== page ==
According to White, Australia's adoption of Soryu class submarines would leave us at the mercy of Japanese strategic planning, because Japan would reveal as little information about the Soryu to Australia as possible, thus making Australia wholly dependent on Japan for the operation of its submarine fleet.
Does this sound like a plausible scenario? It presupposes that Japan's primary motive in offering submarine technology to Australia is to ensure that Australia (or more accurately, its submarines) cannot operate independently of Japan. Would Japan jeopardise its burgeoning security relationship with Australia by presenting us with a zero-sum option, and would Australia accept such a deal in the first place, given that (in White’s view) it surrenders Australia’s security interests to those of another country?
Australian defence planners cannot be as naive as White portrays them. Despite the political turmoil surrounding the future submarine choice, the existence of a comprehensive evaluation process and its study of alternative models for Australia suggests Defence has been exploring different submarine options for Australia for some time (and it has, at least since the 2009 white paper was released), and that on its advice government agreed to change tack and consider other choices.
The future submarine program could certainly prove beneficial to Japan's heavy shipbuilding industry and mark the entrance of Japan into the world arms trade market, yet Japan knows what the politics of the submarine debate are, and would hardly want to make it even more difficult for Australia to reach a decision by withholding information (the commercial rivals for Japan in Germany and France make a compelling case for revealing information, as any lack of detail would, presumably, impact heavily on the final decision).
Look at things from a Japanese perspective. What does any potential deal with Australia do for Japan? Firstly, it presents training opportunities for the Japanese shipbuilding industry because the insistence of Australia on local involvement would compel the industry to cooperate in improving local Australian skills and efficiencies.
Australia's role in the region, and its fairly benign security stance, would allow Japan to embark upon military equipment sales without the potential for severely upsetting its nearest neighbours. It would open up an entirely new area for Japanese industry, thereby producing jobs in a sector competing with Korea and China for work.
It would allow Japan to extend its potential security partners beyond the US, the first time since 1945 that this will have occurred. It would give Japan the option of working with a regional partner that does not have the same 'baggage' as the US (or history of occupation under Japan).
If Australia was to reject defence cooperation with Japan on the grounds that it would be too destabilising for its relationship with China, what message would that send to other democracies in the region about Australia? It certainly wouldn’t garner confidence, even though it might placate China until the next potential conflagration.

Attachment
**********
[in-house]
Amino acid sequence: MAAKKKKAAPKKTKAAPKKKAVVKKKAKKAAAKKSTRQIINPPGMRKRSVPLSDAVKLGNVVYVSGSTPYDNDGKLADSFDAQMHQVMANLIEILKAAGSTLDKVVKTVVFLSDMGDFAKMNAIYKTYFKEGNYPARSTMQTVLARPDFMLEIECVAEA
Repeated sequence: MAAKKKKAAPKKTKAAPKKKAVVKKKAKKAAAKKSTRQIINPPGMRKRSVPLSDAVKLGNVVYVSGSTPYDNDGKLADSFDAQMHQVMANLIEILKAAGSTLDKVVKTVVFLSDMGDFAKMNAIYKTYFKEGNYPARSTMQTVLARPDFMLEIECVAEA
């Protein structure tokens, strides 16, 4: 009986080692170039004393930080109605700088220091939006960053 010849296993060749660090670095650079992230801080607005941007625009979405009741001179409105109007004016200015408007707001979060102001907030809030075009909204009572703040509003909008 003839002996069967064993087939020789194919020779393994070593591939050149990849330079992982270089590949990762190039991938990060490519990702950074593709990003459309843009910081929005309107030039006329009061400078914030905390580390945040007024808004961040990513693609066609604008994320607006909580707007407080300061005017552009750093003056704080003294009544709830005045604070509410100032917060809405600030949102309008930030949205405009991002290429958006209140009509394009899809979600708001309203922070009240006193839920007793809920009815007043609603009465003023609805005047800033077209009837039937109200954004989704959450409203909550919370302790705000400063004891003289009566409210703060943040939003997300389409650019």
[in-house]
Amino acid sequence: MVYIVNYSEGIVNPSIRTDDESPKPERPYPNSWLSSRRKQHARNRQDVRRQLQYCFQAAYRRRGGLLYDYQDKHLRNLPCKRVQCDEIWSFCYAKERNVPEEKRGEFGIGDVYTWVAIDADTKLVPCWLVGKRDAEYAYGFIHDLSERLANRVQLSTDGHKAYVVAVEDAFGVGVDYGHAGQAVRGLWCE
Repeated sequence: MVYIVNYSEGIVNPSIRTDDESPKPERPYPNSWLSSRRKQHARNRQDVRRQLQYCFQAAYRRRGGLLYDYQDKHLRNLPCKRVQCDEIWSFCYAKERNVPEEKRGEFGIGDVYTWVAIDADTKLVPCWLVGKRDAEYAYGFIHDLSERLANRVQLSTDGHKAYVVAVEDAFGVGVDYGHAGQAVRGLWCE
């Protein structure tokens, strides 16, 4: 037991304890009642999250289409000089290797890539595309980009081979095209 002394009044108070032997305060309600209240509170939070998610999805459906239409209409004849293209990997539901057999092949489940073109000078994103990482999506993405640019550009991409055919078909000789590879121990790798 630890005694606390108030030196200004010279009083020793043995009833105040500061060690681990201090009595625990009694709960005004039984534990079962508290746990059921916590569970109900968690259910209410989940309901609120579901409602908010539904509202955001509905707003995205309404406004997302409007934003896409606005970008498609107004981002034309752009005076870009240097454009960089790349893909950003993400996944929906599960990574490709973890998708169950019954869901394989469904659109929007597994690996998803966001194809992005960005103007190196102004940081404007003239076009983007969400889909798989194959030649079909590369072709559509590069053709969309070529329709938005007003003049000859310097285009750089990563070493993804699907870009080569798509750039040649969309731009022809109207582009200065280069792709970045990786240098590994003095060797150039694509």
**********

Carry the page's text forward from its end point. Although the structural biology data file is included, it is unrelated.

White is convinced that Japan is on a collision course with China and is prepared to take the US and Australia down with it in any future conflict with China. Rather than seeking to diffuse regional tensions, White regards Japan as a catalyst for conflict because Japan would not agree to any Chinese leadership of Asia given this would conflict with Japan’s image of itself as a great power (White, The China Choice, Black Inc, Collingwood, 2012, p.86).
Leaving aside questions of whether Japan does see itself as a ‘great power’ (precedents, as outlined here (J), tends to suggest that it doesn’t, or certainly not in line with any agreed definition of ‘great power’), Japan recognises that the power balance in the region is changing and is not trying to halt that process. At the same time, it does recognise the need for a more pro-active role on its part in ensuring peace and stability in the region and further abroad (MOFA, Diplomatic Blue Book 2015, p.29 - J). This means managing risk through greater cooperation with other states, China included.
The assumption by White, as well as Sam Bateman (found here), is that any future scenario for China-Japan relations is conflict, and that any security relationship with Japan in the form of submarines would place Australia firmly in China’s sights. Therefore take the European option and avoid the risk.
Yet if we are looking at future scenarios, any submarine acquisition by Australia could potentially result in conflict with our neighbours, and any regional conflict could potentially result in Australian involvement. If Japan is offering to share its expertise in submarine building, this immediately benefits Australia’s navy and manufacturing industry while simultaneously strengthening relations between nations in the region.
China may eventually come to surpass Japan economically and technically, yet Australia will have benefitted enormously from its security ties with Japan. We can recognise and mitigate risk without falling prey to our own insecurities.